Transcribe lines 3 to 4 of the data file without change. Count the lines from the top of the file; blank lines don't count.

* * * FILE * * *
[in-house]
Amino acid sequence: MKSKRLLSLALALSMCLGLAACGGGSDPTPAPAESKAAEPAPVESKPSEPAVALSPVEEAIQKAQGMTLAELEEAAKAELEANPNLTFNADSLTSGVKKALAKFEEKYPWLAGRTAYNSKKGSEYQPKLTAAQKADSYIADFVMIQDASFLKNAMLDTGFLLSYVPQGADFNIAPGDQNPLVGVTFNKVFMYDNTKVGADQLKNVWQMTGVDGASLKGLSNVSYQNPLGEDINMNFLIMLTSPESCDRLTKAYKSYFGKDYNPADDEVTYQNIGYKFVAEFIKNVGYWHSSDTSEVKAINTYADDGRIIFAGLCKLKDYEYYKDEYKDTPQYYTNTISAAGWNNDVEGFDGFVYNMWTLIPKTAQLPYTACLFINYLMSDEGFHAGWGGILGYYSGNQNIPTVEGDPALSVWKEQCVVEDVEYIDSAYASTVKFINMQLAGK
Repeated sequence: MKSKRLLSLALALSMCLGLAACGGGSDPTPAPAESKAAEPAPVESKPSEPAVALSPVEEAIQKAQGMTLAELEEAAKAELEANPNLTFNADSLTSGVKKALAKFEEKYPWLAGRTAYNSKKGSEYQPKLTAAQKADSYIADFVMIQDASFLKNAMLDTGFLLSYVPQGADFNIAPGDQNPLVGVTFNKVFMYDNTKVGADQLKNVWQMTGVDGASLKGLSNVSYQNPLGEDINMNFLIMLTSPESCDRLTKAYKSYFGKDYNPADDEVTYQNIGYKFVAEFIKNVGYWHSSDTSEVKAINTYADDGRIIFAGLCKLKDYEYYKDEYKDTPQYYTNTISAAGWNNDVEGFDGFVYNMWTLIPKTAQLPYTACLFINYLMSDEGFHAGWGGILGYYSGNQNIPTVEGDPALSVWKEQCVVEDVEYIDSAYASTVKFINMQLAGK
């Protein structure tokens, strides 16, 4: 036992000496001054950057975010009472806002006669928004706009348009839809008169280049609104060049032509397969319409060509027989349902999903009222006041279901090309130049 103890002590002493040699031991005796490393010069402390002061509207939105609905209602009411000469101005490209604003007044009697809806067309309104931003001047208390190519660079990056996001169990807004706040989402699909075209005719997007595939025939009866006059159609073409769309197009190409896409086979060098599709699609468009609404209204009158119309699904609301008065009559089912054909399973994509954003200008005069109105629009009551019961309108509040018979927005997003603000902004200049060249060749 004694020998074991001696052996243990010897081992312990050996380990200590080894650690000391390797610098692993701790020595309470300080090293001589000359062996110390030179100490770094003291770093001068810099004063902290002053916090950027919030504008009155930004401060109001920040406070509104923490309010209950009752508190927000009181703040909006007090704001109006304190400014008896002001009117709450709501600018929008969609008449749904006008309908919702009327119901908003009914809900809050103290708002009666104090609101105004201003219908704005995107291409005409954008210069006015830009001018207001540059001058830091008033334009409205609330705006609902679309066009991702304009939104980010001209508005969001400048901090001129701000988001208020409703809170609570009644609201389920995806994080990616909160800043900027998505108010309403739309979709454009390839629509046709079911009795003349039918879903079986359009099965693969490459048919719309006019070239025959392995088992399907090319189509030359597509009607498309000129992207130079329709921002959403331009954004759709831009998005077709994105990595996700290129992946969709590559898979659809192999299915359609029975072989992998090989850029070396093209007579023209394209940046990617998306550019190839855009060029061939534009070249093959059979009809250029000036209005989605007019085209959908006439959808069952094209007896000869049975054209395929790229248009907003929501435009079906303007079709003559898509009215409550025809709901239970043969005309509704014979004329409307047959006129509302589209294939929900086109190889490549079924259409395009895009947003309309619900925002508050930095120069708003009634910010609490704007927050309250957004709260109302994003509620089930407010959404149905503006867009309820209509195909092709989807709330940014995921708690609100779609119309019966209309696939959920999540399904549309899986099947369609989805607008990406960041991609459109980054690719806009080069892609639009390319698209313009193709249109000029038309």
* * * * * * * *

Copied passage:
Repeated sequence: MKSKRLLSLALALSMCLGLAACGGGSDPTPAPAESKAAEPAPVESKPSEPAVALSPVEEAIQKAQGMTLAELEEAAKAELEANPNLTFNADSLTSGVKKALAKFEEKYPWLAGRTAYNSKKGSEYQPKLTAAQKADSYIADFVMIQDASFLKNAMLDTGFLLSYVPQGADFNIAPGDQNPLVGVTFNKVFMYDNTKVGADQLKNVWQMTGVDGASLKGLSNVSYQNPLGEDINMNFLIMLTSPESCDRLTKAYKSYFGKDYNPADDEVTYQNIGYKFVAEFIKNVGYWHSSDTSEVKAINTYADDGRIIFAGLCKLKDYEYYKDEYKDTPQYYTNTISAAGWNNDVEGFDGFVYNMWTLIPKTAQLPYTACLFINYLMSDEGFHAGWGGILGYYSGNQNIPTVEGDPALSVWKEQCVVEDVEYIDSAYASTVKFINMQLAGK
């Protein structure tokens, strides 16, 4: 036992000496001054950057975010009472806002006669928004706009348009839809008169280049609104060049032509397969319409060509027989349902999903009222006041279901090309130049 103890002590002493040699031991005796490393010069402390002061509207939105609905209602009411000469101005490209604003007044009697809806067309309104931003001047208390190519660079990056996001169990807004706040989402699909075209005719997007595939025939009866006059159609073409769309197009190409896409086979060098599709699609468009609404209204009158119309699904609301008065009559089912054909399973994509954003200008005069109105629009009551019961309108509040018979927005997003603000902004200049060249060749 004694020998074991001696052996243990010897081992312990050996380990200590080894650690000391390797610098692993701790020595309470300080090293001589000359062996110390030179100490770094003291770093001068810099004063902290002053916090950027919030504008009155930004401060109001920040406070509104923490309010209950009752508190927000009181703040909006007090704001109006304190400014008896002001009117709450709501600018929008969609008449749904006008309908919702009327119901908003009914809900809050103290708002009666104090609101105004201003219908704005995107291409005409954008210069006015830009001018207001540059001058830091008033334009409205609330705006609902679309066009991702304009939104980010001209508005969001400048901090001129701000988001208020409703809170609570009644609201389920995806994080990616909160800043900027998505108010309403739309979709454009390839629509046709079911009795003349039918879903079986359009099965693969490459048919719309006019070239025959392995088992399907090319189509030359597509009607498309000129992207130079329709921002959403331009954004759709831009998005077709994105990595996700290129992946969709590559898979659809192999299915359609029975072989992998090989850029070396093209007579023209394209940046990617998306550019190839855009060029061939534009070249093959059979009809250029000036209005989605007019085209959908006439959808069952094209007896000869049975054209395929790229248009907003929501435009079906303007079709003559898509009215409550025809709901239970043969005309509704014979004329409307047959006129509302589209294939929900086109190889490549079924259409395009895009947003309309619900925002508050930095120069708003009634910010609490704007927050309250957004709260109302994003509620089930407010959404149905503006867009309820209509195909092709989807709330940014995921708690609100779609119309019966209309696939959920999540399904549309899986099947369609989805607008990406960041991609459109980054690719806009080069892609639009390319698209313009193709249109000029038309």